No deal on fiscal cliff, Obama calls for immediate action - Hawaii News Now - KGMB and KHNL

No deal on fiscal cliff, Obama calls for immediate action

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President Barack Obama says he is modestly optimistic a deal will be reached on the fiscal cliff. (Source: CNN) President Barack Obama says he is modestly optimistic a deal will be reached on the fiscal cliff. (Source: CNN)

(RNN) - President Barack Obama said late Friday that he is "modestly optimistic" that the White House and Congress can reach a deal on the fiscal cliff. But there is little time left -  the deadline is Dec. 31 before sweeping spending cuts and tax increases kick in.

"I'm optimistic that we can pass a bill in both houses in time," President Barack Obama said in a news conference in the White House press room after meeting with Senate Majority Leader Harry Reid and Senate Minority Leader Mitch McConnell.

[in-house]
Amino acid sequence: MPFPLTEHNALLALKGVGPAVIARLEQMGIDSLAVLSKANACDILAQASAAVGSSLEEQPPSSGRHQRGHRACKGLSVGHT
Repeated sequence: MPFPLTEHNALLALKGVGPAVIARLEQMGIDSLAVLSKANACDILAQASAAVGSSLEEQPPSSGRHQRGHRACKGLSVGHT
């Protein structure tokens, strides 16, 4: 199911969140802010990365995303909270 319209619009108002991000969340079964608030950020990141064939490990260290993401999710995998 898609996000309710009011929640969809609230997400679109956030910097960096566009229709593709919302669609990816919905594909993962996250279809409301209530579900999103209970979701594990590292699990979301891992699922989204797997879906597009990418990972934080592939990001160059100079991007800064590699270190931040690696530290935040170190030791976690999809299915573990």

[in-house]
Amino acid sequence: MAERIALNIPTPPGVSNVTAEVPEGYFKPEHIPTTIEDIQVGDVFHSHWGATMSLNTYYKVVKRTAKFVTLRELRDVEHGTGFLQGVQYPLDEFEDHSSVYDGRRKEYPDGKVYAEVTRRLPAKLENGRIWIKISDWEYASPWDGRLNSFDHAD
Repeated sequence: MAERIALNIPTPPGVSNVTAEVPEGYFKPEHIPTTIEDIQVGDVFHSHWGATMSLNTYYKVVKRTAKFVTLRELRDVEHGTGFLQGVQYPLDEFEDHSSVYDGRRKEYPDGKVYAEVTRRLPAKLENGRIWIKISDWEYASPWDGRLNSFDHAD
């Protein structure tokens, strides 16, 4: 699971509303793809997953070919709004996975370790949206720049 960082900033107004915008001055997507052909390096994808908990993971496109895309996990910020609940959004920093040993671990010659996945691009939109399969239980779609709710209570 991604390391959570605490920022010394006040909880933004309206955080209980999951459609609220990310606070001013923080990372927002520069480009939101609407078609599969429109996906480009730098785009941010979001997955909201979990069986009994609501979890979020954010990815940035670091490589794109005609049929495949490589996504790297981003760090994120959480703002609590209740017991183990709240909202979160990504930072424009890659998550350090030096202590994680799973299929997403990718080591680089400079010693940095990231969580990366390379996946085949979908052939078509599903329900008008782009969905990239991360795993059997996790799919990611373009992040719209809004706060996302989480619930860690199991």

The president's tone was terse, reflecting concern about the impending deadline.

"Congress can prevent it from happening if they act right now," Obama said. "The American people are watching what we do here, their patience is already thin."

Reid and McConnell are working on a deal to take to their parties by Sunday - 24 hours before the deadline.

If there is none, the president has asked Reid to call for an up or down vote on a package that would avoid tax increases on the middle class and which would extend unemployment benefits to about 2 million Americans. An up or down vote is a parliamentary procedure that requires lawmakers to vote yea or nay on the matter without any maneuvers that would delay or prevent a vote.

Before the president spoke, Reid told reporters that there was no concrete proposal yet, and McConnell's tone seemed cautiously optimistic.

"We had a good meeting down at the White House. We are engaged in discussions, the Majority Leader and myself and the White House, in the hopes that we can come forward as early as Sunday and have a recommendation that I can make to my conference and that the Majority Leader can make to his conference," McConnell said on the floor of the Senate.

If a package were to pass the Senate, it would then go to the House of Representatives, which is controlled by Republicans.

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